I believe The Upturned Glass was the last British film James Mason made before heading off to Hollywood and greater fame. I’ve always been a fan of his work, that unique combination of smooth polish and a hint of dangerous unpredictability led to many an interesting performance and it is ideal for the driven and obsessive character he was portraying here. Although Rosamund John played the main love interest, and did so perfectly adequately, Pamela Kellino had the meatier, much more interesting and emotionally involving role. It’s a superb bit of work; arch, shallow and self-serving, yet real enough to avoid caricature and, crucially, capable of eliciting some sympathy from the viewer and therefore adding another layer of complexity.In a small supporting role (and his last of significance before his death) Brefni O’Rorke is terrific as a cynical old GP with a caustic view of humanity in general and doctors in particular, and he gets to deliver some of the film’s sourest and most memorable lines.

The Upturned Glass was released on DVD some 10 years ago by MPI in the US as part of a package of three British thrillers (two early Michael Powell titles were also included) and it looks OK but it could probably be better served. All three films are on the same disc, which is never an ideal state of affairs. As far as I know, this movie hasn’t come out anywhere else since and I feel it is deserving of more critical appraisal and a stronger presentation. Well worth tracking down.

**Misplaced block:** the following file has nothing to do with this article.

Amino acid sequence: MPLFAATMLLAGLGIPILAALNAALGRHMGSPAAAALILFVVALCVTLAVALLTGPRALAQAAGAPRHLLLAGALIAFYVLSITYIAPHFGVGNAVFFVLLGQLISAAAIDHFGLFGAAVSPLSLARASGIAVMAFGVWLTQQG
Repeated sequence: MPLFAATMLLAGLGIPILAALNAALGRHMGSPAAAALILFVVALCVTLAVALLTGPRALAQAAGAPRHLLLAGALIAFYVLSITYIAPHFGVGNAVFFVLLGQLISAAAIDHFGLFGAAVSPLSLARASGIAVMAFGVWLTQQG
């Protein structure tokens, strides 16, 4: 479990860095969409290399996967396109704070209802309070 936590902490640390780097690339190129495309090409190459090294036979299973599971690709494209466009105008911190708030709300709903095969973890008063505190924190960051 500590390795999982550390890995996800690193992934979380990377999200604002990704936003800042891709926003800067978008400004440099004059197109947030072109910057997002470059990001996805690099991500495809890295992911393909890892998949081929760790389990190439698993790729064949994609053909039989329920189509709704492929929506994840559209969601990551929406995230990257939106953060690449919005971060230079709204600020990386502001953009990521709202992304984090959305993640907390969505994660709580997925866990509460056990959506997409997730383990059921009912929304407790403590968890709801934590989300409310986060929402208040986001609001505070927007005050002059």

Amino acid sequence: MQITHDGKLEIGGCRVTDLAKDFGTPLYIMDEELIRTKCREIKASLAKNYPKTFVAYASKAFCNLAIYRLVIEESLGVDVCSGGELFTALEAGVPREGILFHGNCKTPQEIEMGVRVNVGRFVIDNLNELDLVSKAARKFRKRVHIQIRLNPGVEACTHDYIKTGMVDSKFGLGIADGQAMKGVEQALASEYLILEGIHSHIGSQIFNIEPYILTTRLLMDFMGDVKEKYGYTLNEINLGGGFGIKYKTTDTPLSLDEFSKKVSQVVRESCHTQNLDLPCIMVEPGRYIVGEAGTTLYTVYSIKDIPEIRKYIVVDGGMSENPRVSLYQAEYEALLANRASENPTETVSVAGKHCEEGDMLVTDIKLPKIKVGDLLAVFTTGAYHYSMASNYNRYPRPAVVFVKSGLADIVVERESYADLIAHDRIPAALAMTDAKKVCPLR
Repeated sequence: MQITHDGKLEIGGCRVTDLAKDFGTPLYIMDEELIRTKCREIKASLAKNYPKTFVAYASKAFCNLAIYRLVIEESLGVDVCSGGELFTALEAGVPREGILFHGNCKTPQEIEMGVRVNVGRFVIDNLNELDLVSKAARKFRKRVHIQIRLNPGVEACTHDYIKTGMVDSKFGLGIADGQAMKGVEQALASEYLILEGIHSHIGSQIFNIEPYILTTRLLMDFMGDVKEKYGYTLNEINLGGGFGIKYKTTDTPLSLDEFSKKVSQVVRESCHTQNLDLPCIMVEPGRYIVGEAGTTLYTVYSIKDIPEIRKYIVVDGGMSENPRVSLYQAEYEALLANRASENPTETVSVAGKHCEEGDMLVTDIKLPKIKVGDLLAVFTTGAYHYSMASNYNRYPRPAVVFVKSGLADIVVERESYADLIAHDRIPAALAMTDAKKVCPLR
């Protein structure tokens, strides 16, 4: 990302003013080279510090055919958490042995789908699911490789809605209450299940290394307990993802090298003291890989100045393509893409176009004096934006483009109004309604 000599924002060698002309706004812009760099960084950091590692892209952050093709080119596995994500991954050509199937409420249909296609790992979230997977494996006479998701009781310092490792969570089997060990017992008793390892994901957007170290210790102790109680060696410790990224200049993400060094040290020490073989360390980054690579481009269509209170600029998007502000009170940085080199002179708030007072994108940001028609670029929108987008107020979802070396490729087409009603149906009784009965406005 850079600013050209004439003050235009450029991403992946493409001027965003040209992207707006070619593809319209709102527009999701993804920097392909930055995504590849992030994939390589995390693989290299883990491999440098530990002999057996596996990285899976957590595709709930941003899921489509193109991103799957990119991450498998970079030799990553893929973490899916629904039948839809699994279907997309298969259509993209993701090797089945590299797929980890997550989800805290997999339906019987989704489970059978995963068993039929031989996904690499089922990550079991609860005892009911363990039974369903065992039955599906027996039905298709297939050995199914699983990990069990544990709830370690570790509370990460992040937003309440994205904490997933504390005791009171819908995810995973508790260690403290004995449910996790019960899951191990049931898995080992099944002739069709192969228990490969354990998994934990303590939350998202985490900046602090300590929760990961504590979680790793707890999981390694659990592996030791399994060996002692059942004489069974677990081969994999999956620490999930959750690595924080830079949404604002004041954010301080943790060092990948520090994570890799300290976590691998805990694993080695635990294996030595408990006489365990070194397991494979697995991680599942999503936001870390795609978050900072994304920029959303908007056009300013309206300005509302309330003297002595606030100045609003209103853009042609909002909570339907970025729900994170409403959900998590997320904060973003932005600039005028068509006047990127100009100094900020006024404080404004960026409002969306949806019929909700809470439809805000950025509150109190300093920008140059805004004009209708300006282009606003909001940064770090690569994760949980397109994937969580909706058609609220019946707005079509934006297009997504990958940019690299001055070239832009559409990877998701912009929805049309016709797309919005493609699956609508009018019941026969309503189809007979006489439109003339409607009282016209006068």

23 thoughts on “The Upturned Glass

  1. Colin I appreciate your informative reviews of British B films and genre films from the early days. I’ve been wanting to watch more British crime and suspense films from the 1930s through the 1970s. I like the tone and temper and pace of British drama. I may have been born in the wrong country. Following the links on amazon, I’ve found many titles I’d buy if they didn’t suffer from PAL speed-up. Keep the reviews coming, please.

    I wish Michael Powell’s early films were better represented on bluray. Only a handful of his 1930s work is available. The Spy In Black and Contraband are particular favorites.

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    • Plenty more to come, Richard. I think I’m going to stick to this theme for the remainder of the month, and I’ll try to maintain the pace as far as possible too.